Wednesday, October 5

By Faith the Rest, Part 1

This is the sixteenth post in a series from Hebrews 11. You'll find all the posts done so far in this series listed here.

Our author can't go on forever. There are too many faithful people of old to examine all of them, so the writer tells us just that and begins to sum things up for us.
And what more shall I say? For time will fail me if I tell of Gideon, Barak, Samson, Jephthah, of David and Samuel and the prophets. Through faith they conquered kingdoms, administered justice, gained what was promised, shut the mouths of lions, quenched raging fire, escaped the edge of the sword, gained strength in weakness, became mighty in battle, put foreign armies to flight, and women received back their dead raised to life.(Hebrews 11:32-35a NET)
First we have a list of a few more faithful people given to us without mentioning specifics details of their lives. There are some odd things about the list: The order is a little puzzling, and not all of these guys are people who would be first on my list of the faithful people whose examples we ought to follow. David and Samuel and the prophets I might expect, but not necessarily the others. Both Gideon and Barak seemed hesitant to act. And Samson? When it came to Delilah, Samson was more than a little soft in the head, wasn't he? Jepthah, if you remember, made a really foolish vow and then sacrificed his own daughter to keep it.

However, they all did things at God's command that would seem to the worldly observer to be doomed from the start. They were faithful in those things, even though they had some great weaknesses, so they are among the list here in Hebrews of those commended by God for their faith.

Next the writer lists the sort of things that happened over and over to people who trusted God.
  • They conquered kingdoms. Joshua, as a case in point, or Gideon and others from our list. There are those whose names are not given to us here who could be included as kingdom conquerors, as well.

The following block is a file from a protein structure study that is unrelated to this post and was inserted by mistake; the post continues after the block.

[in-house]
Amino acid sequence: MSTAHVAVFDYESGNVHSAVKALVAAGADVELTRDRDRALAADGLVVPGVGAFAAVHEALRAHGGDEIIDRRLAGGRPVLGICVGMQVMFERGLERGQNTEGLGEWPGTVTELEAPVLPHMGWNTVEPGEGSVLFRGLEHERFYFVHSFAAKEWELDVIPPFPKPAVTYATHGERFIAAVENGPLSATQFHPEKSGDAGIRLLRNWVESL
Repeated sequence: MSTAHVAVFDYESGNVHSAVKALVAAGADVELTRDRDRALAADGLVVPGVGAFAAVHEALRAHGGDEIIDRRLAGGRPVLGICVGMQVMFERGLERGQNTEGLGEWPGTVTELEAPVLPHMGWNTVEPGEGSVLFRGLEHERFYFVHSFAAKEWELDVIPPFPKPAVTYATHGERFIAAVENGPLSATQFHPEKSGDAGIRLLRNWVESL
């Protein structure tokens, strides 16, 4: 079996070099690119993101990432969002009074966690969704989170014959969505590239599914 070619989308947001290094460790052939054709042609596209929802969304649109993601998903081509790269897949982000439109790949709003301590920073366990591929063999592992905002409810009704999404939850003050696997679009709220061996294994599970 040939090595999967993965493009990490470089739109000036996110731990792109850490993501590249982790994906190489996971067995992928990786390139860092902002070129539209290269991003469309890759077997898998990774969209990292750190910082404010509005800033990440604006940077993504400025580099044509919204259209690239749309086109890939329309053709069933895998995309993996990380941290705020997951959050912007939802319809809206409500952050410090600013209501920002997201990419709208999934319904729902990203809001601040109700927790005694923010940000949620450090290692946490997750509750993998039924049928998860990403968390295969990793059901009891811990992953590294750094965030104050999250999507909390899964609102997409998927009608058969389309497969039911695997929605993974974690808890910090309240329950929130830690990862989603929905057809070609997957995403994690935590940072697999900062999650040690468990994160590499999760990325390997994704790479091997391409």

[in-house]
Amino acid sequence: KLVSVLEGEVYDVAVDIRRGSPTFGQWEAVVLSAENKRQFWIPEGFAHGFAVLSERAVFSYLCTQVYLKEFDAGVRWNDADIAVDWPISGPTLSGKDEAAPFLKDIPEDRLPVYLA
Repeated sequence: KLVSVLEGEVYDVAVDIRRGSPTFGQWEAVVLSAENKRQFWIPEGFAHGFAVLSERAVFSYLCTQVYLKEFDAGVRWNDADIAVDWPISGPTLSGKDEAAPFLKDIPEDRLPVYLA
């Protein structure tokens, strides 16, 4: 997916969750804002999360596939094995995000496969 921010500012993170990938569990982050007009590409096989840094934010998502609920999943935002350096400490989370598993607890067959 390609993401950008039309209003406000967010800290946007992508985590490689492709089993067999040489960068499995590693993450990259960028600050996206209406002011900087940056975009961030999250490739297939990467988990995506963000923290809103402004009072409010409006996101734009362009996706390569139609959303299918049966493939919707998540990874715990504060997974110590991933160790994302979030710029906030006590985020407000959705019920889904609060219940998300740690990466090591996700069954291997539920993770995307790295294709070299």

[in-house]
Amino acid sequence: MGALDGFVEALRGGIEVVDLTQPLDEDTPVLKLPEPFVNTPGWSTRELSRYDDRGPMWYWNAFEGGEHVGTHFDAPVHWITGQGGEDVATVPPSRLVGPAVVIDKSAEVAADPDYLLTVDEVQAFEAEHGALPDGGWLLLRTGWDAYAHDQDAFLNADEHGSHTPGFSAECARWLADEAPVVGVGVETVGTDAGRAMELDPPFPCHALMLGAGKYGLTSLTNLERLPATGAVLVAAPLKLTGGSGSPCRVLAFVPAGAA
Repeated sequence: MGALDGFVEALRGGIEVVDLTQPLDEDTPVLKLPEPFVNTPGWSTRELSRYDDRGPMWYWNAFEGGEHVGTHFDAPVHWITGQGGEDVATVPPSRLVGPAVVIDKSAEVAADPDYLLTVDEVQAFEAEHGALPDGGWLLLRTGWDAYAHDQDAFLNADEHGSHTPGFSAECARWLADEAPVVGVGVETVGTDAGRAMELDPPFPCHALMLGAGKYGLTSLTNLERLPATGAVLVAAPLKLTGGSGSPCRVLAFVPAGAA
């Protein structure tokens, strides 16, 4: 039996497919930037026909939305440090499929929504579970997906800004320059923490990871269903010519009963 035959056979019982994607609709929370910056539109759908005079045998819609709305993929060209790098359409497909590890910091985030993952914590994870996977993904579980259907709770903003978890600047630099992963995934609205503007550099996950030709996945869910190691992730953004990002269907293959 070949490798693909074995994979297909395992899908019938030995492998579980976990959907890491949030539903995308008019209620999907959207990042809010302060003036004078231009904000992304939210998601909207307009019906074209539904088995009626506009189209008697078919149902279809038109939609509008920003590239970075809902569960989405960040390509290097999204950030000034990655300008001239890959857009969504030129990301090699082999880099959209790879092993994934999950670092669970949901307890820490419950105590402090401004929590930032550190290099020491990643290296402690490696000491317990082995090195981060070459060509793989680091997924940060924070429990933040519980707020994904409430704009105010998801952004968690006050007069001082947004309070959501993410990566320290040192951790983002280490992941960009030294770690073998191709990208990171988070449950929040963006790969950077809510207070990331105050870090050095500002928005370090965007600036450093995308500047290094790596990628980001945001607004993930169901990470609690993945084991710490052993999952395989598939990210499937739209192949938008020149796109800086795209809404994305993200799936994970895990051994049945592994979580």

• They administered justice. This could also mean "they did what was righteous", but it probably refers more specifically to those who ruled justly, like David, for example, and the judges given on the list.
  • They gained what was promised. People saw some of God's promises fulfilled, even though the biggy remained unfulfilled until Christ. For instance, the promises to Abraham were partly fulfilled because his descendents grew in number and lived in the Promised Land as promised by God.
  • They shut the mouths of lions. Right away we think of Daniel, but there were others, too: David, Samson, Benaiah.
  • They quenched raging fire. Daniel's buds, Shadrach, Meshach and Abednego, who were thrown into the fiery furnace, are the ones I think of here.
  • They escaped the edge of the sword. There's Elijah, who Jezebel was going to kill, and the spies that Rahab hid. Do you know others?
  • They gained strength in weakness. I've mentioned some of the particularly obvious weaknesses above, but it'd be hard to find anyone on this list who didn't have their foibles. God is always working within weak people to strengthen them for the tasks he asks them to perform.
  • They became mighty in battle and put foreign armies to flight. There's Gideon with his puny band. Got more?
  • Women received back their dead raised to life. I can think of the two widows who sons were raised by Elijah and Elisha.

Thus ends the more pleasant part of these summary statements. These people trusted God and they had what we can easily see as successes as a result. However, things did not go so swimmingly for everyone who was faithful, as we'll learn in the next installment of this series.
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